It's 10 p.m. and I'm still awake. I've been up since 3:30 a.m., when, for whatever reason, I got out of bed and checked my cell phone.
Six text messages, two from my mom, letting me know about a tsunami warning for the Hawaiian Islands.
Little did I know that once I logged onto Twitter (@thedailydish) this would turn into a social networking media event!
People from all over the state were posting photos of long lines at gas stations and grocery stations. TV news — which, by the day, did a stellar job reporting on the tsunami commercial-free for hours — starting broadcasting these cell phone snapshots and reporting what was being chatted about on Twitter.
We — everyone up and about, posting tweets, asking questions, sharing photos — had become a primary source of news and information. What a shift in journalism!
In just a few hours, I added hundreds of new followers to my Twitter feed, all interested in updates on the tsunami, which was generated by a 8.8-magnitude earthquake in Chile early Saturday morning. The first wave was supposed to hit just after 11 a.m. — it was about 45 minutes late — with city and state officials genuinely concerned about potential catastrophic effects.
By 9 a.m. I had been locked out of Twitter — which said I had posted my limit of 1,000 tweets. If you can believe that? After a petition from fellow Twitterers — and a few e-mails to key people — I was released from Twitter Jail and allowed to post again. (I got locked out a few hours later but was quickly released.)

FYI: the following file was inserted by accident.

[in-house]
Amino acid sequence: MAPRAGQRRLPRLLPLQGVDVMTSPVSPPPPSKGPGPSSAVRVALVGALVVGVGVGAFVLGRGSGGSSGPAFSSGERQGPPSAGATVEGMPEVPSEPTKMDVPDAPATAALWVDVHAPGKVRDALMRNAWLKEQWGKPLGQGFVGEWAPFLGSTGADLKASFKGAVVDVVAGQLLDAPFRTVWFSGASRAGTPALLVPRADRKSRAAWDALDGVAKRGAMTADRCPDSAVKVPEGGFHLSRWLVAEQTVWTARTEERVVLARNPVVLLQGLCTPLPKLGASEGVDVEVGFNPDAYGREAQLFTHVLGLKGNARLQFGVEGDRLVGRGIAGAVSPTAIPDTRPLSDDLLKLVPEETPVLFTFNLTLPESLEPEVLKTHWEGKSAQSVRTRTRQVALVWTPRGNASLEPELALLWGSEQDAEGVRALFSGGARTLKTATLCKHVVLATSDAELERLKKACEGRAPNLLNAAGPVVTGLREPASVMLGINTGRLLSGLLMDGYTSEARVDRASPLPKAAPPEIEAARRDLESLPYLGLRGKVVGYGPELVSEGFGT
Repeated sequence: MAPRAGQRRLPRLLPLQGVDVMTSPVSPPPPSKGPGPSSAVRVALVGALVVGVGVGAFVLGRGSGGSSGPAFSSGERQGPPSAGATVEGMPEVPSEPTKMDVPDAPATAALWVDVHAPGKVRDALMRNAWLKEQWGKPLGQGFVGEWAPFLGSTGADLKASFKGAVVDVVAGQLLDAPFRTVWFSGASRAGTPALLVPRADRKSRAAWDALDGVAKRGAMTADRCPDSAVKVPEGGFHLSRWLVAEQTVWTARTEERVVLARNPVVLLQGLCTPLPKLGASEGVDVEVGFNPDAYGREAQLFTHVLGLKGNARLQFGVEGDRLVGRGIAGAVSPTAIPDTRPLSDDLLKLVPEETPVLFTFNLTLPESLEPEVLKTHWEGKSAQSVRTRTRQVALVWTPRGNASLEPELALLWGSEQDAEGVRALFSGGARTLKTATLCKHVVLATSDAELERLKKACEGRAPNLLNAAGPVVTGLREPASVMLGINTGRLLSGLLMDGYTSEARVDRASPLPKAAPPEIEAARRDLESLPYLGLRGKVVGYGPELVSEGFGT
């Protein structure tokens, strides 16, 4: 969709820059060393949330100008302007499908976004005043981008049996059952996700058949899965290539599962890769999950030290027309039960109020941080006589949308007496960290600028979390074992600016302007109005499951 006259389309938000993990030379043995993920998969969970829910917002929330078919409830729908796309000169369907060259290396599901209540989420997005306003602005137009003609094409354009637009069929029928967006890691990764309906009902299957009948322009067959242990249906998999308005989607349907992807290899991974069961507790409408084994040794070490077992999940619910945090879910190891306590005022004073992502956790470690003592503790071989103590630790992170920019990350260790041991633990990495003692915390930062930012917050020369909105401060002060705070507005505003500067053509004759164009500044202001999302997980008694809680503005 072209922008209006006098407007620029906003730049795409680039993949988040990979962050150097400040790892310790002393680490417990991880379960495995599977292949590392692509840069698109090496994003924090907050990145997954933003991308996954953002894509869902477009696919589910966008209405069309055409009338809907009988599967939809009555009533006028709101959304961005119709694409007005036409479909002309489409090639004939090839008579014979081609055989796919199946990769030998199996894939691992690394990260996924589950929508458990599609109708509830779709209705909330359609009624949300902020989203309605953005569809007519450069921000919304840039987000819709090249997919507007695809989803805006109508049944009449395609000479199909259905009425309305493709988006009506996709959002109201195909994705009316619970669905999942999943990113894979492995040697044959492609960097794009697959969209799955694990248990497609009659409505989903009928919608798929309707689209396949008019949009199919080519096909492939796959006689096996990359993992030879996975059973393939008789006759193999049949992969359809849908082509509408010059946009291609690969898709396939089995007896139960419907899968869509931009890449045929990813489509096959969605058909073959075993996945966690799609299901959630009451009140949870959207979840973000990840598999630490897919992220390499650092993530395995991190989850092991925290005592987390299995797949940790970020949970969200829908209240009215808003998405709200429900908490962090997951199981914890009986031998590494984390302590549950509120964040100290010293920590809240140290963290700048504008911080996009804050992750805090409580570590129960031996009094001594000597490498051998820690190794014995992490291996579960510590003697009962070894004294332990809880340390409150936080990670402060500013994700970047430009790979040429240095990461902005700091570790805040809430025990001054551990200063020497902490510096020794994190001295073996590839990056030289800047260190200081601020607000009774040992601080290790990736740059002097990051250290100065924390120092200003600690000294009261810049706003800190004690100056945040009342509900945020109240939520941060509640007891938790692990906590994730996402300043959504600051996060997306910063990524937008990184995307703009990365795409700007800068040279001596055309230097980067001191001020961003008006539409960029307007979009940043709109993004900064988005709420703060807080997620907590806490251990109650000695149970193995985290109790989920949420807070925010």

Everything I needed to know about the tsunami I got from Twitter. (Facebook helped, too, especially when my Twitter site went down.) People were posting updates on everything from when Costco opened to which stations were out of gas. Everyone was a journalist yesterday — and it was awesome!
What surprised me most with the whole tsunami event was how calm everyone remained. Even at Safeway at 4 a.m., with just two lines open at first, people were polite and patient. No shoving or frenzied panicking.
And just as President Obama told folks to do, we all followed the instructions of our city and state officials. Streets were empty, beaches were vacated, people living in low-lying areas got out. It was the most civilized natural disaster I've ever seen.
Props need to go to everyone at O'ahu Civil Defense and the Pacific Tsunami Warning Center (@tsunamiwatch), who worked overnight to give residents the most updated information in a timely and calm manner.
Applause to the local media, who broadcast, reported, wrote and Twittered every detail of the tsunami. (@HonAdv was also locked out of Twitter for posting too much.) I mean, Andrew Pereira of KHON (@KHONnews) got Mayor Mufi Hannemann on the phone! That's good stuff!
In all, I'm glad it's over and everyone's safe. Like Dr. Gerald Fryer of the Pacific Tsunami Warning Center said, this was the perfect tsunami. You could see something happen — water levels rose and fell — but nothing major happened. No damage, no injuries, nothing. But it was cool to watch.
Thanks for tuning in!
Follow Cat on Twitter @thedailydish or send her an e-mail at firstname.lastname@example.org.